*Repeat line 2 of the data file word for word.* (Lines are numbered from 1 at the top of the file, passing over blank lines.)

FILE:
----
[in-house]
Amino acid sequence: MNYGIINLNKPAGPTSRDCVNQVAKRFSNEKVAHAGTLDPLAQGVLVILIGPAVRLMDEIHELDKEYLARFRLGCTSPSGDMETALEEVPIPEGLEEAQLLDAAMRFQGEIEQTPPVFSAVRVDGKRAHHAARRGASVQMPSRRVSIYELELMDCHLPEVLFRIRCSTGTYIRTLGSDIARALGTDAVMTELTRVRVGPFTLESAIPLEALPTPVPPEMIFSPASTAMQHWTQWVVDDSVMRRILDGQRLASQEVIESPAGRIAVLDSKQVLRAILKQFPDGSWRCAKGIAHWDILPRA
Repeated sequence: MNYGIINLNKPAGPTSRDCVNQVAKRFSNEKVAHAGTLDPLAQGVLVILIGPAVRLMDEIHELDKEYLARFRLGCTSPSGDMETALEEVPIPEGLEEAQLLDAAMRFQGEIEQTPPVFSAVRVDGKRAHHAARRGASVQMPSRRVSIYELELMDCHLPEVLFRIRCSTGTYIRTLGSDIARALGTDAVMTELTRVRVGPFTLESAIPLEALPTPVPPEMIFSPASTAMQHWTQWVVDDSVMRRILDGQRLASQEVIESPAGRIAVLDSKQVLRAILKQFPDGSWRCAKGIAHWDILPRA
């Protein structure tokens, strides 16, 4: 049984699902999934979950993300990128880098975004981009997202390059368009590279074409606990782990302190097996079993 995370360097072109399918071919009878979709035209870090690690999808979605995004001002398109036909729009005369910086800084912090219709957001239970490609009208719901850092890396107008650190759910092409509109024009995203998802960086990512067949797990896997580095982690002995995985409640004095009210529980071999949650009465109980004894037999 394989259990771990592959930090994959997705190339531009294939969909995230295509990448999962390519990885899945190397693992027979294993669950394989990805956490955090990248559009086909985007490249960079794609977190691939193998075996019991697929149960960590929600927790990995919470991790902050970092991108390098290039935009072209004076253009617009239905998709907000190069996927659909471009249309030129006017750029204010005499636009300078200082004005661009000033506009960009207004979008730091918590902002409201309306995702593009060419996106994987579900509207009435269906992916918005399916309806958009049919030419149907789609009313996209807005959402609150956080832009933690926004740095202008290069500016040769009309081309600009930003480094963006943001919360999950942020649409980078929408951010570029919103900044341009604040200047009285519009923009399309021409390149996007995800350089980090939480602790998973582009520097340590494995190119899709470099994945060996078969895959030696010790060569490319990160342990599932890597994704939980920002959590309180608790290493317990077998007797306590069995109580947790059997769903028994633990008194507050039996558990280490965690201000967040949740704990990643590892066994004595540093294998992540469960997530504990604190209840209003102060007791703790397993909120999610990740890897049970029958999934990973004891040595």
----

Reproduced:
Amino acid sequence: MNYGIINLNKPAGPTSRDCVNQVAKRFSNEKVAHAGTLDPLAQGVLVILIGPAVRLMDEIHELDKEYLARFRLGCTSPSGDMETALEEVPIPEGLEEAQLLDAAMRFQGEIEQTPPVFSAVRVDGKRAHHAARRGASVQMPSRRVSIYELELMDCHLPEVLFRIRCSTGTYIRTLGSDIARALGTDAVMTELTRVRVGPFTLESAIPLEALPTPVPPEMIFSPASTAMQHWTQWVVDDSVMRRILDGQRLASQEVIESPAGRIAVLDSKQVLRAILKQFPDGSWRCAKGIAHWDILPRA